Senate Majority Leader Mitch McConnell and Minority Leader Chuck Schumer on Wednesday announced a bipartisan agreement on a budget that would boost federal spending by $400 billion or more over two years. Here's what critics are saying:
House Conservatives Aren’t Happy About the Increased Spending: “This spending bill is a debt junkie’s dream,” Alabama Republican Rep. Mo Brooks, who voted for the GOP tax cuts, said Wednesday. “I’m not only a ‘no.’ I’m a ‘hell no.’” Rep. Justin Amash, a Michigan Republican who also voted for the tax cuts, tweeted: “This spending proposal is disgusting and reckless—the biggest spending increase since 2009. I urge every American to speak out against this fiscal insanity.” And Rep. Mark Meadows, chair of the House Freedom Caucus, warned that the spending increases being cited would disappoint his members. If the Freedom Caucus and other conservatives balk because of the higher non-defense spending in the deal, as many as 100 Democratic votes would be needed to pass it. That might be an issue because …
House Democrats Insist Immigration Must Be Addressed: House Minority Leader Nancy Pelosi, who was involved in the negotiations on the budget deal, said Wednesday that she and many Democrats in her chamber won’t vote for the plan without a commitment from House Speaker Paul Ryan to allow open debate on an immigration bill, much like the promise McConnell made to end the government shutdown last month. “Why should we in the House be treated in such a humiliating way when the Republican Senate leader has given that opportunity in a bipartisan way to his membership?” Pelosi said, according to The Washington Post. And Rep. Luis V. Gutiérrez (D-IL) said any deal that fails to protect dreamers would be “a complete betrayal” of the party’s principles.
The Contrast With Obama-Era Budgeting Is Striking: “The irony here is palpable,” writes strategist Chris Krueger of the Cowen Washington Research Group. “A heavily Tea Party Congress … is going to tack nearly $2,000,000,000,000 onto the government credit card. The sequester relief package combined with the three tranches of disaster relief is more than half the Obama Stimulus, which was the Bunker Hill of the Tea Party movement in 2009. On the Road to Washington, the Tea Partiers experienced a religious conversion to supply siding fiscal doves. We suspect they will re-convert to fiscal hawks once they eventually return to the minority party in Congress.”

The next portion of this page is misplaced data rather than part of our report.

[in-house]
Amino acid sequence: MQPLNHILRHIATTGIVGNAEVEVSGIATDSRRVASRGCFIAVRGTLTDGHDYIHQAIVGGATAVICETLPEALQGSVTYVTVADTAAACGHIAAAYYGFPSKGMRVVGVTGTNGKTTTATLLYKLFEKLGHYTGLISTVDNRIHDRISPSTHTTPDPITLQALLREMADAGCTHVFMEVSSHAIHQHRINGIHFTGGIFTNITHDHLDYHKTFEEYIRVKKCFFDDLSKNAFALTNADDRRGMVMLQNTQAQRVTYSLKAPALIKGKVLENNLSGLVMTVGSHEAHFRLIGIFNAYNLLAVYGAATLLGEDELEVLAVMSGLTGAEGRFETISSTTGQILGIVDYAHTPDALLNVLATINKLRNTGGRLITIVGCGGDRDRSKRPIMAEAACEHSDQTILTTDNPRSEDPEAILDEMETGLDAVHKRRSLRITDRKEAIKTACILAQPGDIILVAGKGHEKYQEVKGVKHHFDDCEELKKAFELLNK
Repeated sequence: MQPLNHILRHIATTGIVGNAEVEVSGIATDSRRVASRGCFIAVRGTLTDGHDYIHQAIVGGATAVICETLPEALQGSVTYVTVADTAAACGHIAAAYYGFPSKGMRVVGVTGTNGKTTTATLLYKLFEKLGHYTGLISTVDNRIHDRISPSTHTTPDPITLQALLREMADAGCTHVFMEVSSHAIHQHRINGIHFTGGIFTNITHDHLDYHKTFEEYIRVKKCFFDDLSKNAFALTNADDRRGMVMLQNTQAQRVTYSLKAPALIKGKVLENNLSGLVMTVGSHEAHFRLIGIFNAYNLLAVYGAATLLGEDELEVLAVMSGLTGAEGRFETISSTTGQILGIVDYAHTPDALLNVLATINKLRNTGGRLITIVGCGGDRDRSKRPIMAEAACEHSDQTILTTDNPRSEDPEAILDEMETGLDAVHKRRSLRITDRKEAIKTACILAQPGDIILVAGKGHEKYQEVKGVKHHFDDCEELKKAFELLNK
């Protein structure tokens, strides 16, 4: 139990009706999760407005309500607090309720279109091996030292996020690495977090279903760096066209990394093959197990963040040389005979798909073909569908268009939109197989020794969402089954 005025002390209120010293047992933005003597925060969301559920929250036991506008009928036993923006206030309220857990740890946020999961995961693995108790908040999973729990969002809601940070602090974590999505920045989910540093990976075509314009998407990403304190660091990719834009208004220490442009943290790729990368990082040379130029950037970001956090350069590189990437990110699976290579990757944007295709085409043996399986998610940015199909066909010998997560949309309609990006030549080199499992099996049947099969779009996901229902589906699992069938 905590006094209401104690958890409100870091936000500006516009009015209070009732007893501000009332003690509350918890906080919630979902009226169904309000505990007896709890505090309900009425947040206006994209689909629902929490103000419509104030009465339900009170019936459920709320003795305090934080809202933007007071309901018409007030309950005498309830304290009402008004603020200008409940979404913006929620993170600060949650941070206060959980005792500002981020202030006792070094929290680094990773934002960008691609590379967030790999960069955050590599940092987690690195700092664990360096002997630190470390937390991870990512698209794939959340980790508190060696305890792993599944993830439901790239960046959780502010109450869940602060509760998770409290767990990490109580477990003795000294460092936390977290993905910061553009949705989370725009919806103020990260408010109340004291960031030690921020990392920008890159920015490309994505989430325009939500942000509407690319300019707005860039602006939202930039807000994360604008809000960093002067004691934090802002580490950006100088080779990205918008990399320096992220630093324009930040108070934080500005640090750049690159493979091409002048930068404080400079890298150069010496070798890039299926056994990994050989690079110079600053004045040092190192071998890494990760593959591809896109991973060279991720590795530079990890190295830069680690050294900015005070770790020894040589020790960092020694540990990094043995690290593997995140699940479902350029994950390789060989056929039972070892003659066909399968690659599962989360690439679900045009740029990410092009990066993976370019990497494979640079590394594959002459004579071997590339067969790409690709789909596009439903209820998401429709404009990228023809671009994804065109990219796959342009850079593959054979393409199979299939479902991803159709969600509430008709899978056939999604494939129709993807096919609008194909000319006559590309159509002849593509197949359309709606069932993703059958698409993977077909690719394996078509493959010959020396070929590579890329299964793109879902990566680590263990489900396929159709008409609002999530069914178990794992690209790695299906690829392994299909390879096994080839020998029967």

This Could Be a Starting Point for Real Progress: “The deal halts the ham-handed and destructive sequester process, gives predictability and stability to both defense and non-defense accounts, avoids another government shutdown, and holds out at least the promise that Congress can begin to appropriate and budget in an orderly manner in the future,” G. William Hoagland of the Bipartisan Policy Center said in a statement. “Can policymakers now focus on the true causes of federal deficits or will they continue to cross their collective fingers and hope that the economic impact of unprecedented deficits will occur on some other Congress’ watch?”
This Deal Shows How Broken Our Governing Process Is: Fiscal hawks warn that Congress is knowingly ushering in an era of permanent $1 trillion deficits, and doing it at a time when the economy is strong and the national debt is high. “This deal represents budgeting at its worst – each party is giving the other its wish list with all the bells and whistles included and asking future generations to pick up the tab,” Maya MacGuineas of the Committee for a Responsible Federal Budget said in a statement. “It’s one thing to have trillion-dollar deficits during a deep recession, but to create permanent trillion-dollar deficits projected during a time of economic expansion is the definition of irresponsibility. It’s a stunning fiscal picture and an unprecedented reckless path.”
Even Some Fiscal Doves Are Dismayed About the Deficit: Jason Furman, chairman of President Obama’s Council of Economic Advisers, tweeted: “I consider myself a deficit dove. I'm comfortable with 3% GDP deficits--and higher in downturns. I don't think deficit reduction should be our top priority. But, deliberately sending an essentially full employment economy into deficits of 5% to 7% of GDP is nuts.”
And the IPAB Repeal Shows How Hard It Is to Deal With Health Care Costs: “Tack on another $17.5 billion to deficits this decade, and possibly much more in the future as this eliminates one restraint on long-term Medicare spending,” Loren Adler of the Brookings Institution tweeted. And Larry Levitt of the Kaiser Family Foundation tweeted that “Potential repeal of IPAB, along with continuing delays in the Cadillac plan tax, reveals a bipartisan consensus that health care cost containment generally seems better in theory than in practice.”